April 17, 2024

DealBook: Jurors Get Rajaratnam Case

The biggest insider trading case in a generation is now in the hands of a federal jury in Manhattan.

After a brief rebuttal by the prosecution and an hour-plus of jury instructions, Raj Rajaratnam’s fate now lies with the teachers, nurses and public servants from Westchester County, Manhattan and the Bronx who serve on the jury. Mr. Rajaratnam, the billionaire co-founder of the Galleon Group hedge fund, stands accused of making more than $50 million by trading stocks using insider tips.

The prosecutor, Jonathan Streeter, who offered his rebuttal to the defense’s closing statements, kept his comments short. The defense spent a great deal of time during its closing statements disparaging the government’s cooperating witnesses, even calling one the biggest liar ever to testify at a trial in the Lower Manhattan courthouse.

The Galleon networkAzam Ahmed and Guilbert Gates/The New York Times Click on the above graphic to get a visual overview of the Galleon information network.

Mr. Streeter told jurors that the government’s cooperating witnesses were corroborated by heaps of evidence – secretly recorded calls as well as phone, e-mail and trading records.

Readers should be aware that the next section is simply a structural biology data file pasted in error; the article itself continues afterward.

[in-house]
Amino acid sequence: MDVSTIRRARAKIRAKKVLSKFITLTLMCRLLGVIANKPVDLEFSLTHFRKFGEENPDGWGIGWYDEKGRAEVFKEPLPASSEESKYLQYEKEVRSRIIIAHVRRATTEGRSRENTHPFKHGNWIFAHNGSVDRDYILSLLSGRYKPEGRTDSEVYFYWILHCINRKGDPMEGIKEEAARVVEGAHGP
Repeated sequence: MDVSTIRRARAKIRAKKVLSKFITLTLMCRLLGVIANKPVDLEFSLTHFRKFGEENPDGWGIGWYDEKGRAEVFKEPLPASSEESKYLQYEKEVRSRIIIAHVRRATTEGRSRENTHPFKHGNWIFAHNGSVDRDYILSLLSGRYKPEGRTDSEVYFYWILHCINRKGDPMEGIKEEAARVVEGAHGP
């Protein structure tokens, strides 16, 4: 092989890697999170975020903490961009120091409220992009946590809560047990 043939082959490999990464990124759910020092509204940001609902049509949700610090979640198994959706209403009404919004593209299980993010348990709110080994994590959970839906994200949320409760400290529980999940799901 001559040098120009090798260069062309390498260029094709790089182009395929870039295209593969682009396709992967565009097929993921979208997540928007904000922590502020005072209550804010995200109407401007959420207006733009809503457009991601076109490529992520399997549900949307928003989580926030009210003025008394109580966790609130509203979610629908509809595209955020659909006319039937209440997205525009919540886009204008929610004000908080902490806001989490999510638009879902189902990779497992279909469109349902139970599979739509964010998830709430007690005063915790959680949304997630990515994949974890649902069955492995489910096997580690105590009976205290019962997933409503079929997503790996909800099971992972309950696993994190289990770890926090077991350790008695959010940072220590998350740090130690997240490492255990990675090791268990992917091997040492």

Indeed, Mr. Streeter said that while the defense accused the government of relying on compromised witnesses, they left out a critical detail related to their own star witness. Rick Schutte, the former president of the Galleon Group, received $25 million in investments from Mr. Rajaratnam and his family for his new hedge fund in the months before his testimony, a fact the prosecution brought up on cross-examination.

He told jurors the defense had tried to distract them from seeing what was abundantly clear from the evidence.

“The defense has asked you ignore logic, forget reality and suspend common sense,” Mr. Streeter said.

The judge then charged the jurors, walking them through the various counts in the indictment against Mr. Rajaratnam, defining everything from reasonable doubt to conspiracy.

As the focus of the case moved from the lawyers to the jurors, the shift could be detected among the courtroom artists. A mother and daughter pair of artists, bedecked in similar outfits of shiny black pants, metallic sweaters and red neckerchiefs, furiously sketched the scene ahead of a verdict.

Judge Richard J. Holwell, who has hardly spoken aloud during the trial, read from prepared remarks in a deep and crackling voice. The jurors sat at attention throughout the long instructions.

At exactly noon, the 12 jurors went to deliberate and four alternates were asked to remain on call in case they were needed.

Article source: http://dealbook.nytimes.com/2011/04/25/jurors-get-rajaratnam-case/?partner=rss&emc=rss

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